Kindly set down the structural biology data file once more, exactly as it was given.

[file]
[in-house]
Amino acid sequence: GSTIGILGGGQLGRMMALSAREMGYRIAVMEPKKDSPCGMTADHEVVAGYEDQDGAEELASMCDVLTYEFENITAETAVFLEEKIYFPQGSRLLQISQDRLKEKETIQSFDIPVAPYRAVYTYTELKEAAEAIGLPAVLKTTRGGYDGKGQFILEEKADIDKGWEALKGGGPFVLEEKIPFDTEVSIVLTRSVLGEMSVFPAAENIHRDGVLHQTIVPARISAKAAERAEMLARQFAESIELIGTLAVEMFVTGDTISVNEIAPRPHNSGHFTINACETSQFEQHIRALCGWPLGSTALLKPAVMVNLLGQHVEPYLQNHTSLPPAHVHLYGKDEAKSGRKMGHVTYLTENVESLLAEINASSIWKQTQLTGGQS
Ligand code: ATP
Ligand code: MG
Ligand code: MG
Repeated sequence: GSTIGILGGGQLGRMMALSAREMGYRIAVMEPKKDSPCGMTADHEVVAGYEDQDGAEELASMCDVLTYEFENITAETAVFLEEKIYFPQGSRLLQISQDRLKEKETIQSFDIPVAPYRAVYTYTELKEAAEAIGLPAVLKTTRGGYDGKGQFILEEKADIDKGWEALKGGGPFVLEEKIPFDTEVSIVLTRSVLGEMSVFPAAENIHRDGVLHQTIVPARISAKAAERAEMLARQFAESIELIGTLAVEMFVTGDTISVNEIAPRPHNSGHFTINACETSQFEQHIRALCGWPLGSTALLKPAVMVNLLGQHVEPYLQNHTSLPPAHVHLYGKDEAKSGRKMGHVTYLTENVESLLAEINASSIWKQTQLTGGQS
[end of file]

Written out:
[in-house]
Amino acid sequence: GSTIGILGGGQLGRMMALSAREMGYRIAVMEPKKDSPCGMTADHEVVAGYEDQDGAEELASMCDVLTYEFENITAETAVFLEEKIYFPQGSRLLQISQDRLKEKETIQSFDIPVAPYRAVYTYTELKEAAEAIGLPAVLKTTRGGYDGKGQFILEEKADIDKGWEALKGGGPFVLEEKIPFDTEVSIVLTRSVLGEMSVFPAAENIHRDGVLHQTIVPARISAKAAERAEMLARQFAESIELIGTLAVEMFVTGDTISVNEIAPRPHNSGHFTINACETSQFEQHIRALCGWPLGSTALLKPAVMVNLLGQHVEPYLQNHTSLPPAHVHLYGKDEAKSGRKMGHVTYLTENVESLLAEINASSIWKQTQLTGGQS
Ligand code: ATP
Ligand code: MG
Ligand code: MG
Repeated sequence: GSTIGILGGGQLGRMMALSAREMGYRIAVMEPKKDSPCGMTADHEVVAGYEDQDGAEELASMCDVLTYEFENITAETAVFLEEKIYFPQGSRLLQISQDRLKEKETIQSFDIPVAPYRAVYTYTELKEAAEAIGLPAVLKTTRGGYDGKGQFILEEKADIDKGWEALKGGGPFVLEEKIPFDTEVSIVLTRSVLGEMSVFPAAENIHRDGVLHQTIVPARISAKAAERAEMLARQFAESIELIGTLAVEMFVTGDTISVNEIAPRPHNSGHFTINACETSQFEQHIRALCGWPLGSTALLKPAVMVNLLGQHVEPYLQNHTSLPPAHVHLYGKDEAKSGRKMGHVTYLTENVESLLAEINASSIWKQTQLTGGQS